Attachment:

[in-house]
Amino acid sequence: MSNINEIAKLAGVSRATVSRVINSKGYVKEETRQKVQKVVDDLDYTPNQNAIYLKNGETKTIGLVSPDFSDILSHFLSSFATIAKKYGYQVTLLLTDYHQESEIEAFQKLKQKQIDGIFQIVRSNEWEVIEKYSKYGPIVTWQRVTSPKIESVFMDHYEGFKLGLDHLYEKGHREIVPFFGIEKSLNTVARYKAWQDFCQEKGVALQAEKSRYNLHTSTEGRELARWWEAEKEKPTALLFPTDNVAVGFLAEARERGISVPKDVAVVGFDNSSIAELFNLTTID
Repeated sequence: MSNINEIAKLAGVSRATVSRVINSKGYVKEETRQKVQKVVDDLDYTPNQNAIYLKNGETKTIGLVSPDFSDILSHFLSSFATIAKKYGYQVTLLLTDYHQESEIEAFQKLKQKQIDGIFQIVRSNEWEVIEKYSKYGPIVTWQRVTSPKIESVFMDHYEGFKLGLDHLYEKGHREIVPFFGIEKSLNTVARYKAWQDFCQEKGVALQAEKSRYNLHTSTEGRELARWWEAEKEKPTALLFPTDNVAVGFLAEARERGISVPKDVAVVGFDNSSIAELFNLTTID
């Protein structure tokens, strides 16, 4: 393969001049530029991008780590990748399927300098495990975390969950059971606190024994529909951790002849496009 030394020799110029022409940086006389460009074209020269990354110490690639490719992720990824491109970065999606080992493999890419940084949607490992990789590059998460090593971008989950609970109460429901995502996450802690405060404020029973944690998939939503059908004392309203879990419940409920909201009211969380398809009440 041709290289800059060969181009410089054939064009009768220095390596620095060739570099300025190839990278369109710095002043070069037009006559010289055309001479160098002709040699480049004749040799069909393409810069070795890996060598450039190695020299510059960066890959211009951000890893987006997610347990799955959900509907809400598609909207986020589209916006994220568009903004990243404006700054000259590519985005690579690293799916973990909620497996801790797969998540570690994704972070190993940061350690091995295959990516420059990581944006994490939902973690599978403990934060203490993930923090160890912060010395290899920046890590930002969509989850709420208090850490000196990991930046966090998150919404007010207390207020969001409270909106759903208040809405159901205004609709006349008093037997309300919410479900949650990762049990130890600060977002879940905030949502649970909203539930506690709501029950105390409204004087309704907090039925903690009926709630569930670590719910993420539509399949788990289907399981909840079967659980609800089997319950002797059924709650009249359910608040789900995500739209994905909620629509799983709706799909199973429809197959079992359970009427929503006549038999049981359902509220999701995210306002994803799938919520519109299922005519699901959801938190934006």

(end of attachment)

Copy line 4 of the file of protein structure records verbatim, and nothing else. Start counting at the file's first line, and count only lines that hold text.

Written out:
């Protein structure tokens, strides 16, 4: 393969001049530029991008780590990748399927300098495990975390969950059971606190024994529909951790002849496009 030394020799110029022409940086006389460009074209020269990354110490690639490719992720990824491109970065999606080992493999890419940084949607490992990789590059998460090593971008989950609970109460429901995502996450802690405060404020029973944690998939939503059908004392309203879990419940409920909201009211969380398809009440 041709290289800059060969181009410089054939064009009768220095390596620095060739570099300025190839990278369109710095002043070069037009006559010289055309001479160098002709040699480049004749040799069909393409810069070795890996060598450039190695020299510059960066890959211009951000890893987006997610347990799955959900509907809400598609909207986020589209916006994220568009903004990243404006700054000259590519985005690579690293799916973990909620497996801790797969998540570690994704972070190993940061350690091995295959990516420059990581944006994490939902973690599978403990934060203490993930923090160890912060010395290899920046890590930002969509989850709420208090850490000196990991930046966090998150919404007010207390207020969001409270909106759903208040809405159901205004609709006349008093037997309300919410479900949650990762049990130890600060977002879940905030949502649970909203539930506690709501029950105390409204004087309704907090039925903690009926709630569930670590719910993420539509399949788990289907399981909840079967659980609800089997319950002797059924709650009249359910608040789900995500739209994905909620629509799983709706799909199973429809197959079992359970009427929503006549038999049981359902509220999701995210306002994803799938919520519109299922005519699901959801938190934006």